Theater in general and Shakespeare in particular are notably protean, and the potential of this and its companions to...

MACBETH #KILLINGIT

From the OMG Shakespeare series

Carbone continues her lively updating—or heretical butchery, depending on your point of view—of Shakespeare's plays.

Having previously brought into the 21st century/slaughtered Hamlet and Romeo and Juliet (srsly Hamlet and YOLO Juliet, both 2015), Carbone now turns to the Scottish play. "When do u witches wanna meet up next?" asks "witch #1" in a group text with her sisters. This sets the tone for the rest of the adaptation, which plays out in emoji-bedazzled text bubbles, supplemented by notifications, Facebook updates, notes, chat-room screenshots, and reminders ("12:00am / Time to kill Duncan"). The dialogue is a mix of kinda-Shakespearean rebuses and textspeak: after the murder, Macbeth frets, "All the [water emoji] in the [Hokusai-wave emoji] could not wash the blood off my [two-hands emoji]. I [ear emoji] knocking on the [door emoji]. some1 is comin to get me!" It's all ridiculous of course, but there's a method to its foolishness. Many conventions of the medium adapt surprisingly well: asides are rendered as undelivered texts, and stage directions are Foursquare updates. Rather than (just) pandering to its presumed teen audience, it provides a lens through which students can see dramatic possibilities. A Midsummer Night #nofilter publishes simultaneously.

Theater in general and Shakespeare in particular are notably protean, and the potential of this and its companions to inspire students to think outside the Globe is significant. (Graphic classic. 12 & up)

Pub Date: Jan. 5, 2016

ISBN: 978-0-553-53880-9

Page Count: 112

Publisher: Random House

Review Posted Online: Nov. 3, 2015

Kirkus Reviews Issue: Nov. 15, 2015

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Swoonworthy wish fulfillment that checks all the right boxes.

HERE'S TO US

Former boyfriends’ “big Broadway love story” gets a revival in this sequel to What If It’s Us (2018).

Two years after their flash romance, Ben Alejo and Arthur Seuss (both now in college) couldn’t have drifted further apart. But destiny intervenes when Arthur lands his “ultimate top-tier pie-in-the-sky dream job” interning at a queer off-Broadway theater for the summer. Their long-anticipated reunion comes with a small catch: Both boys are basically taken. Ben met Mario in his college creative writing class, and, while they aren’t boyfriends, the connection—and attraction—is definitely there. Arthur’s officially dating Mikey, whose sweetness and steadiness saved him from remaining a “Ben-addled mess.” Cue the confusion—and inevitable broken hearts—as Ben and Arthur contend with their pasts and presents while trying to figure out their futures. Who will end up with whom? Albertalli’s and Silvera’s voices blend seamlessly, balancing the complexities of the boys’ situations with heartfelt (and heartwarming) nostalgia. As in the previous book, the narrative alternates between Ben’s and Arthur’s perspectives with off-the-charts wit and chemistry. Lovable side characters have grown and matured, while new characters expand the world to create an even stronger sense of community. Loose ends are tied up believably with an epilogue. Arthur is Jewish; Ben and Mario are Puerto Rican, and Mikey is White.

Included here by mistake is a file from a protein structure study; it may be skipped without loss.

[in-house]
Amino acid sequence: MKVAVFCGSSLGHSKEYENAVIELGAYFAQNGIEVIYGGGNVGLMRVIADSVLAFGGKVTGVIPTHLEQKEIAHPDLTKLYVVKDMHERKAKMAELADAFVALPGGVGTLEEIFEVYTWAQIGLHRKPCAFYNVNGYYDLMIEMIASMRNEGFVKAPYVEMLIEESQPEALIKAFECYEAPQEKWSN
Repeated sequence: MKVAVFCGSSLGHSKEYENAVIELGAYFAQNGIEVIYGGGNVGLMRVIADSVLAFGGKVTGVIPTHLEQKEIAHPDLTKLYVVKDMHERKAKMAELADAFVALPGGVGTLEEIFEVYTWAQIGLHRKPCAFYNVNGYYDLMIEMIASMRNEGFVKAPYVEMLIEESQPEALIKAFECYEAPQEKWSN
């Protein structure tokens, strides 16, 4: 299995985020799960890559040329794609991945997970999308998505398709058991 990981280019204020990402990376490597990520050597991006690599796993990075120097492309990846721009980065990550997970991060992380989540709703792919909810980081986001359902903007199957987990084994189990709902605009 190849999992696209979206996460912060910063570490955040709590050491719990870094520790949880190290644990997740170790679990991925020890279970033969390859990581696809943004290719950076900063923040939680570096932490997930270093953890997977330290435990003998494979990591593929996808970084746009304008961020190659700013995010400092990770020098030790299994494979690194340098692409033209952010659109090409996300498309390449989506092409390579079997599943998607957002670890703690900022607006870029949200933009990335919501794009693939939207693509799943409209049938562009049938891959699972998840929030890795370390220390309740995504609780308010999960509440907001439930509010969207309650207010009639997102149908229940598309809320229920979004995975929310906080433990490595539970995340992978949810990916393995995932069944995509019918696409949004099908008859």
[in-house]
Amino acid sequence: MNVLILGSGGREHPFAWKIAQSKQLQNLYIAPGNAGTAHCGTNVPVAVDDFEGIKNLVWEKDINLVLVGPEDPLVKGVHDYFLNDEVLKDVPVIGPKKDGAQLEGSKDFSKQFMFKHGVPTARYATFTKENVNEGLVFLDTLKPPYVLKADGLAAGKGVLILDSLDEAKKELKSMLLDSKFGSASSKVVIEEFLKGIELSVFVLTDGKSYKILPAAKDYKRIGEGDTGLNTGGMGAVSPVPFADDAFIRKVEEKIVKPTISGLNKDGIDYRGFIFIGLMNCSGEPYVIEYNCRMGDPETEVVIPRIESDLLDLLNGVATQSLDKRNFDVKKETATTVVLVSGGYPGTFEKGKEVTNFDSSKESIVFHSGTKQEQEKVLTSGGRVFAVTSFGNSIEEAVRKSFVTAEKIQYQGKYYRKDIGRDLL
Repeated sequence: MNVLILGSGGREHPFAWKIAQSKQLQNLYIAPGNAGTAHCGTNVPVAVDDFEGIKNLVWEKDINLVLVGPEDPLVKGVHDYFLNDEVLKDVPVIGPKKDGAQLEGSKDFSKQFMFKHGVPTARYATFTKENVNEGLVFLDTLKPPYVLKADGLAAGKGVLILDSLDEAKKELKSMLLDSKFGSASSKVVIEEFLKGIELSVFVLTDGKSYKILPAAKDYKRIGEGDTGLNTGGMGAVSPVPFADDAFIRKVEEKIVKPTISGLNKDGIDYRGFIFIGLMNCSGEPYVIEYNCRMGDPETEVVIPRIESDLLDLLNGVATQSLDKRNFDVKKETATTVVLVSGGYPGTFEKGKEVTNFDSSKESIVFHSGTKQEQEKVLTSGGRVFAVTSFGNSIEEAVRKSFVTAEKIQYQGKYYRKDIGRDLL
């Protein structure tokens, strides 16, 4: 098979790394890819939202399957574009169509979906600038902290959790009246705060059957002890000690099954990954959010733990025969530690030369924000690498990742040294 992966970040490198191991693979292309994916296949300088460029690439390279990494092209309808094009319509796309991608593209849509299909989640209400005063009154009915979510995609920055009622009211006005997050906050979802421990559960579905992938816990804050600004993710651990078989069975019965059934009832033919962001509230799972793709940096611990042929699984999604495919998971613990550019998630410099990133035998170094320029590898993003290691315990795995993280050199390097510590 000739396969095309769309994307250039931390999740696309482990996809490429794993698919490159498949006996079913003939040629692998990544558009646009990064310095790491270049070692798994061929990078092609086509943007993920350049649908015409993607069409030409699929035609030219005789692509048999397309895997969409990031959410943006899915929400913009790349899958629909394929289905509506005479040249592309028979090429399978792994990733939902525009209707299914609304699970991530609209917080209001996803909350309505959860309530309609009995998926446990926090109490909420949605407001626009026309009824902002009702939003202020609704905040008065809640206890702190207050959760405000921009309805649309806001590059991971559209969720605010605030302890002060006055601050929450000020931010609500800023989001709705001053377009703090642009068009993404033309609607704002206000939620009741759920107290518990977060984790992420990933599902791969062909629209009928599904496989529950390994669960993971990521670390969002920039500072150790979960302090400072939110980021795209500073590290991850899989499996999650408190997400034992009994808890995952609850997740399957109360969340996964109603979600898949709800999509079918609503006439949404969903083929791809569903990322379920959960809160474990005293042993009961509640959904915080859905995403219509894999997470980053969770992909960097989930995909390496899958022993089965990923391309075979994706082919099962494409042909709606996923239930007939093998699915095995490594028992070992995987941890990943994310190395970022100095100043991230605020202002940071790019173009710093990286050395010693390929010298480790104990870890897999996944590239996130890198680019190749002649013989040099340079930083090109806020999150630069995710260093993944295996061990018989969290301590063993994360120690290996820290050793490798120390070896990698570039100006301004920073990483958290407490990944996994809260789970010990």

Swoonworthy wish fulfillment that checks all the right boxes. (Fiction. 14-18)

Pub Date: Dec. 28, 2021

ISBN: 978-0-06-307163-6

Page Count: 448

Publisher: Quill Tree Books/HarperCollins

Review Posted Online: Oct. 13, 2021

Kirkus Reviews Issue: Nov. 1, 2021

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A stunning novel that exposes modern fascism and elevates human resilience. (author’s note, research and sources, glossary,...

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THE FOUNTAINS OF SILENCE

The pitiless dictatorship of Francisco Franco examined through the voices of four teenagers: one American and three Spaniards.

The Spanish Civil War lasted from 1936-1939, but Franco held Spain by its throat for 36 years. Sepetys (Salt to the Sea, 2016, etc.) begins her novel in 1957. Daniel is a white Texan who wants to be a photojournalist, not an oilman; Ana is trying to work her way to respectability as a hotel maid; her brother, Rafael, wants to erase memories of an oppressive boys’ home; and Puri is a loving caregiver for babies awaiting adoption—together they provide alternating third-person lenses for viewing Spain during one of its most brutally repressive periods. Their lives run parallel and intersect as each tries to answer questions about truth and the path ahead within a regime that crushes any opposition, murders dissidents, and punishes their families while stealing babies to sell to parents with accepted political views. This formidable story will haunt those who ask hard questions about the past as it reveals the hopes and dreams of individuals in a nation trying to lie its way to the future. Meticulous research is presented through believable, complex characters on the brink of adulthood who personalize the questions we all must answer about our place in the world. 

A stunning novel that exposes modern fascism and elevates human resilience. (author’s note, research and sources, glossary, photographs) (Historical fiction. 15-adult)

Pub Date: Oct. 22, 2019

ISBN: 978-0-399-16031-8

Page Count: 512

Publisher: Philomel

Review Posted Online: July 21, 2019

Kirkus Reviews Issue: Aug. 15, 2019

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